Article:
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Corid treatment and egg eatting

post #1 of 7
Thread Starter 

Does anyone out there know if eggs can be eaten after a chicken has been treated with Corid? 

post #2 of 7
Quote:
Originally Posted by jymdhm View Post
 

Does anyone out there know if eggs can be eaten after a chicken has been treated with Corid? 

My vet sez: Amprolium (Corid)...No egg withdrawal when used at labeled dose.

Great article on VENTILATION, one of THE MOST IMPORTANT aspects of coop design.

Fantastic treatise to help decide how much SPACE your chickens need.

 

Chicken math is not just 'addition'...but also should include Division, Multiplication and especially Subtraction!!!

 

Quoting centrarchid:

"Make every effort to understand your chicken's biology and the environment that supports it."

Reply

Great article on VENTILATION, one of THE MOST IMPORTANT aspects of coop design.

Fantastic treatise to help decide how much SPACE your chickens need.

 

Chicken math is not just 'addition'...but also should include Division, Multiplication and especially Subtraction!!!

 

Quoting centrarchid:

"Make every effort to understand your chicken's biology and the environment that supports it."

Reply
post #3 of 7
Did not know that. I have used Denegard before and there is no withdrawal period for the eggs.
post #4 of 7
Quote:
Originally Posted by BayBj View Post

Did not know that. I have used Denegard before and there is no withdrawal period for the eggs.

Denagard ...to treat Swine for dysentery and pneumonia?

Can you cite where your info is from?

 

"Withdraw medicated water 3 days before slaughter after treatment at 3.5 mg per pound and 7 days before slaughter following treatment at 10.5 mg per pound body weight."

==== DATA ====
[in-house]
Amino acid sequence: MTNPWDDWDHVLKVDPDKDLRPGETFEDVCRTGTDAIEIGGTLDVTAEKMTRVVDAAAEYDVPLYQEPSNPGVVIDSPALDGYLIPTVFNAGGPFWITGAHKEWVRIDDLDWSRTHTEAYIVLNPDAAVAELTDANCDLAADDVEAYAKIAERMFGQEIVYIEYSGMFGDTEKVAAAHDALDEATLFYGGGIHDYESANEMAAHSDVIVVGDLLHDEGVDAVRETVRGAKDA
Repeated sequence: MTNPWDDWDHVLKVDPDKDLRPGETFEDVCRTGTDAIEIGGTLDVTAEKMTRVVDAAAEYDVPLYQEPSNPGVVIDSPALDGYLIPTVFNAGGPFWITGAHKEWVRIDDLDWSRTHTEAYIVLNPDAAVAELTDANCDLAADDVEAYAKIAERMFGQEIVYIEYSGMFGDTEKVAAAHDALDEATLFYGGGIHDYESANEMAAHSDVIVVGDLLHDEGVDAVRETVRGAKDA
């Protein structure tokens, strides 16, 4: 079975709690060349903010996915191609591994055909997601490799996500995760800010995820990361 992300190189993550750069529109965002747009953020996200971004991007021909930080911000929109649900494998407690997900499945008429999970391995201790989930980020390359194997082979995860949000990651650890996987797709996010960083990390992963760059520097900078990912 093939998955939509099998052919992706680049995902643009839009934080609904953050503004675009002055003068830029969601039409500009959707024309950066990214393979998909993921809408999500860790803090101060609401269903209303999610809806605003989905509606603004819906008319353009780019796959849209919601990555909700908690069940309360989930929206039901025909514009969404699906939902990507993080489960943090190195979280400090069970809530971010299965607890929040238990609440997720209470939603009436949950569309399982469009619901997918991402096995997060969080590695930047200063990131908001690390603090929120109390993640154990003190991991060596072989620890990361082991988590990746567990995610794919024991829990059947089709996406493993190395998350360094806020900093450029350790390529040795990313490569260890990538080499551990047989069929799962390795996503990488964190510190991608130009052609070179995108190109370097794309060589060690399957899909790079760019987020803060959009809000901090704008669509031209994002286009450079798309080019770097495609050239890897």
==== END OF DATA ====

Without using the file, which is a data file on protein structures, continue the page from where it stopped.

http://www.drugs.com/vet/denagard-liquid-concentrate-12-5.html

Great article on VENTILATION, one of THE MOST IMPORTANT aspects of coop design.

Fantastic treatise to help decide how much SPACE your chickens need.

 

Chicken math is not just 'addition'...but also should include Division, Multiplication and especially Subtraction!!!

 

Quoting centrarchid:

"Make every effort to understand your chicken's biology and the environment that supports it."

Reply

Great article on VENTILATION, one of THE MOST IMPORTANT aspects of coop design.

Fantastic treatise to help decide how much SPACE your chickens need.

 

Chicken math is not just 'addition'...but also should include Division, Multiplication and especially Subtraction!!!

 

Quoting centrarchid:

"Make every effort to understand your chicken's biology and the environment that supports it."

Reply
post #5 of 7
post #6 of 7

Hmm... no chemical name or withdrawal info there.

Great article on VENTILATION, one of THE MOST IMPORTANT aspects of coop design.

Fantastic treatise to help decide how much SPACE your chickens need.

 

Chicken math is not just 'addition'...but also should include Division, Multiplication and especially Subtraction!!!

 

Quoting centrarchid:

"Make every effort to understand your chicken's biology and the environment that supports it."

Reply

Great article on VENTILATION, one of THE MOST IMPORTANT aspects of coop design.

Fantastic treatise to help decide how much SPACE your chickens need.

 

Chicken math is not just 'addition'...but also should include Division, Multiplication and especially Subtraction!!!

 

Quoting centrarchid:

"Make every effort to understand your chicken's biology and the environment that supports it."

Reply
post #7 of 7

Denagard and it's active ingredient aren't listed in FARAD.org as approved for any chickens, so there's no known withdrawal period.  It's listed for pigs, not poultry.  Look up Corid there.  Mary

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